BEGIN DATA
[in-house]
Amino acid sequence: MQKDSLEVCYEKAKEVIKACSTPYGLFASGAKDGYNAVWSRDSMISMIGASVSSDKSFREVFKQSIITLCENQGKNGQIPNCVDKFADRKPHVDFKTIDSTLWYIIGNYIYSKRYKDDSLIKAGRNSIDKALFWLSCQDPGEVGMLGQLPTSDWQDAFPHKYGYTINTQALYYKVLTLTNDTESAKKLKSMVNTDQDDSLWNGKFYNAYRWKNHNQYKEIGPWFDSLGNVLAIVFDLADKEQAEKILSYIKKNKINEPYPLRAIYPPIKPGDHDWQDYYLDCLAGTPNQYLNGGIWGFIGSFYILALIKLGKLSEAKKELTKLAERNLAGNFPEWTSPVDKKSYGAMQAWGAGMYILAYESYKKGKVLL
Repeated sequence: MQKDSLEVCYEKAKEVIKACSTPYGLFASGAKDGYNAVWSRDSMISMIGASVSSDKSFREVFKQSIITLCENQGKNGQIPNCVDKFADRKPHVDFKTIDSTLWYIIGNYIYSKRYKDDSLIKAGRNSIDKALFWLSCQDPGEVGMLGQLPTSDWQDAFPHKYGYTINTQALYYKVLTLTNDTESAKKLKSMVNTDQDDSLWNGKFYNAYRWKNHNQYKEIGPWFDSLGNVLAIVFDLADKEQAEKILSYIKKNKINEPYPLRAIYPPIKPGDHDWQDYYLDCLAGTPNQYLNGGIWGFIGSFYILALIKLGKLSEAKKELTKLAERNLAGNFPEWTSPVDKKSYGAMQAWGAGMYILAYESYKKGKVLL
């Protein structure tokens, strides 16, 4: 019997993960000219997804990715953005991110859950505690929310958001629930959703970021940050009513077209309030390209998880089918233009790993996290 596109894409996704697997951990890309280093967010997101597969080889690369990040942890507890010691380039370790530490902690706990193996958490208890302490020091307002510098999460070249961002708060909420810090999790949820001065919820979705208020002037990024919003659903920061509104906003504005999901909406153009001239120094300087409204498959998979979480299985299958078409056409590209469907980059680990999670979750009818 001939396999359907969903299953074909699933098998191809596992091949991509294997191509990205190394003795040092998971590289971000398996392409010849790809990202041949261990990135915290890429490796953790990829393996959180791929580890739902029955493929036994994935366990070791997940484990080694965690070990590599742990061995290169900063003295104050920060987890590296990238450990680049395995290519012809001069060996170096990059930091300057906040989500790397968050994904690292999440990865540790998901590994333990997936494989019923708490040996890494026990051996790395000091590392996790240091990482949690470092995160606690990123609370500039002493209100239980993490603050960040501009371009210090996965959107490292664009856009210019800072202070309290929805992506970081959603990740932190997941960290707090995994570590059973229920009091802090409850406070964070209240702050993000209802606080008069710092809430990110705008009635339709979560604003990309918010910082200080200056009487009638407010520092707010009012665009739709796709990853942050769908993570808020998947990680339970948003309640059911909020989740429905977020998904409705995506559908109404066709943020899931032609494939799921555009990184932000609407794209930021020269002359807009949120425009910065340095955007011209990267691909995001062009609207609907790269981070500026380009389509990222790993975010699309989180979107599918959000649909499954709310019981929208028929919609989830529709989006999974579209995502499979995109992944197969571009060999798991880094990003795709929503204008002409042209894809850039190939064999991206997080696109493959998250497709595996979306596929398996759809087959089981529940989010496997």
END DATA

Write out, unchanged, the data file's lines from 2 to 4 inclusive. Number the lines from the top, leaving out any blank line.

Amino acid sequence: MQKDSLEVCYEKAKEVIKACSTPYGLFASGAKDGYNAVWSRDSMISMIGASVSSDKSFREVFKQSIITLCENQGKNGQIPNCVDKFADRKPHVDFKTIDSTLWYIIGNYIYSKRYKDDSLIKAGRNSIDKALFWLSCQDPGEVGMLGQLPTSDWQDAFPHKYGYTINTQALYYKVLTLTNDTESAKKLKSMVNTDQDDSLWNGKFYNAYRWKNHNQYKEIGPWFDSLGNVLAIVFDLADKEQAEKILSYIKKNKINEPYPLRAIYPPIKPGDHDWQDYYLDCLAGTPNQYLNGGIWGFIGSFYILALIKLGKLSEAKKELTKLAERNLAGNFPEWTSPVDKKSYGAMQAWGAGMYILAYESYKKGKVLL
Repeated sequence: MQKDSLEVCYEKAKEVIKACSTPYGLFASGAKDGYNAVWSRDSMISMIGASVSSDKSFREVFKQSIITLCENQGKNGQIPNCVDKFADRKPHVDFKTIDSTLWYIIGNYIYSKRYKDDSLIKAGRNSIDKALFWLSCQDPGEVGMLGQLPTSDWQDAFPHKYGYTINTQALYYKVLTLTNDTESAKKLKSMVNTDQDDSLWNGKFYNAYRWKNHNQYKEIGPWFDSLGNVLAIVFDLADKEQAEKILSYIKKNKINEPYPLRAIYPPIKPGDHDWQDYYLDCLAGTPNQYLNGGIWGFIGSFYILALIKLGKLSEAKKELTKLAERNLAGNFPEWTSPVDKKSYGAMQAWGAGMYILAYESYKKGKVLL
């Protein structure tokens, strides 16, 4: 019997993960000219997804990715953005991110859950505690929310958001629930959703970021940050009513077209309030390209998880089918233009790993996290 596109894409996704697997951990890309280093967010997101597969080889690369990040942890507890010691380039370790530490902690706990193996958490208890302490020091307002510098999460070249961002708060909420810090999790949820001065919820979705208020002037990024919003659903920061509104906003504005999901909406153009001239120094300087409204498959998979979480299985299958078409056409590209469907980059680990999670979750009818 001939396999359907969903299953074909699933098998191809596992091949991509294997191509990205190394003795040092998971590289971000398996392409010849790809990202041949261990990135915290890429490796953790990829393996959180791929580890739902029955493929036994994935366990070791997940484990080694965690070990590599742990061995290169900063003295104050920060987890590296990238450990680049395995290519012809001069060996170096990059930091300057906040989500790397968050994904690292999440990865540790998901590994333990997936494989019923708490040996890494026990051996790395000091590392996790240091990482949690470092995160606690990123609370500039002493209100239980993490603050960040501009371009210090996965959107490292664009856009210019800072202070309290929805992506970081959603990740932190997941960290707090995994570590059973229920009091802090409850406070964070209240702050993000209802606080008069710092809430990110705008009635339709979560604003990309918010910082200080200056009487009638407010520092707010009012665009739709796709990853942050769908993570808020998947990680339970948003309640059911909020989740429905977020998904409705995506559908109404066709943020899931032609494939799921555009990184932000609407794209930021020269002359807009949120425009910065340095955007011209990267691909995001062009609207609907790269981070500026380009389509990222790993975010699309989180979107599918959000649909499954709310019981929208028929919609989830529709989006999974579209995502499979995109992944197969571009060999798991880094990003795709929503204008002409042209894809850039190939064999991206997080696109493959998250497709595996979306596929398996759809087959089981529940989010496997």